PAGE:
Established in 1889, Pine Ridge is the site of the Wounded Knee Massacre (1890) and the Wounded Knee Incident (1973). Home to the Oglala Lakota, one of the seven tribes of the Great Sioux Nation, Pine Ridge is the eighth largest reservation in the United States. Yet despite its size, only 74K acres are suitable for agriculture. With a per capita income of about $6K, the unemployment rate is at a staggering 90% (versus 10% for the rest of the country). The life expectancy for men is 48, roughly the same as Afghanistan and Somalia, and the infant mortality rate is five times the national average.
The United States policies toward the Oglala Lakota have always treated the natives of this land as the enemy within. Twenty Congressional Medals of Honor for Valor were handed out after the Wounded Knee Massacre, in which more than 300 prisoners of war were slaughtered. Considered the end of the Indian wars, the United States government had only just begun its occupation and systemic destruction of the surviving generations.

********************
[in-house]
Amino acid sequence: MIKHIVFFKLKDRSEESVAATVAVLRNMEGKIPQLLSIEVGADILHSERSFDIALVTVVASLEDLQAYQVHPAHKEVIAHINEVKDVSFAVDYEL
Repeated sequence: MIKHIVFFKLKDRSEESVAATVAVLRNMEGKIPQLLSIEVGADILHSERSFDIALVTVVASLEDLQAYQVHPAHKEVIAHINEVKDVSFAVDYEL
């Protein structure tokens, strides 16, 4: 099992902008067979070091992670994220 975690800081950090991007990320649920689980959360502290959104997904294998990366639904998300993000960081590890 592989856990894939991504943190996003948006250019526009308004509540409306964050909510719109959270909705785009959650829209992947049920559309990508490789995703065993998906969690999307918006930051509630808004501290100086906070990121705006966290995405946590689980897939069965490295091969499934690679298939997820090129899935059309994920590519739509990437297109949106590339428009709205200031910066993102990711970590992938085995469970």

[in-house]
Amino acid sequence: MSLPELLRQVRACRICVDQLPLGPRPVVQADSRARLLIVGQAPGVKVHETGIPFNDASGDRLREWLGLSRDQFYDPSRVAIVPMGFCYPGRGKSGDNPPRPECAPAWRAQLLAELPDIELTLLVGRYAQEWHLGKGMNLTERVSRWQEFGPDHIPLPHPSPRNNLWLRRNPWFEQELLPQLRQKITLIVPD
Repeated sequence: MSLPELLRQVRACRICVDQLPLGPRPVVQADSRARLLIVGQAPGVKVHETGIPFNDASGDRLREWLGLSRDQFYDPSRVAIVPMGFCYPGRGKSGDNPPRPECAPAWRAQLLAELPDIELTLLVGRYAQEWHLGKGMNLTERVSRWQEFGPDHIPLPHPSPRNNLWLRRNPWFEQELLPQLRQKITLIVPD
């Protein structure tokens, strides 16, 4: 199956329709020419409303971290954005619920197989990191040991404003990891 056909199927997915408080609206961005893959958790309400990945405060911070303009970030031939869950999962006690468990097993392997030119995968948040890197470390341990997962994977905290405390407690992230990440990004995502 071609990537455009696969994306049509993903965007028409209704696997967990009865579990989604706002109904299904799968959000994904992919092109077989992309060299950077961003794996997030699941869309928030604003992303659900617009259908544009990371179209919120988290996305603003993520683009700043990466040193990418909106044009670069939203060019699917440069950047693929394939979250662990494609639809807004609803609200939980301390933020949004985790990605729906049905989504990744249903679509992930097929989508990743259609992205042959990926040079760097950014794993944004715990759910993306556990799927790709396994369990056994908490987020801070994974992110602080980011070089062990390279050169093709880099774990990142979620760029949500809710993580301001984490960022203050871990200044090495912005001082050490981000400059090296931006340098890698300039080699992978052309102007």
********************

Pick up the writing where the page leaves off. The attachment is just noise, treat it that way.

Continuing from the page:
In 2005, photojournalist Aaron Huey began documenting Pine Ridge as part of a story about poverty in America. As he writes in the afterword to his monograph, Mitakuye Oyasin (Radius Books), “In the beginning, it was all just statistics…. Over time it became clear to me that these statistics came from a deep historical wound. And then my photographs of Pine Ridge became a story about a prisoner of war camp, a story about genocide, a story about stolen lands…. I have stumbled into something sacred on Pine Ridge. It took my eyes a long time to see that, but my heart knew it right away.”
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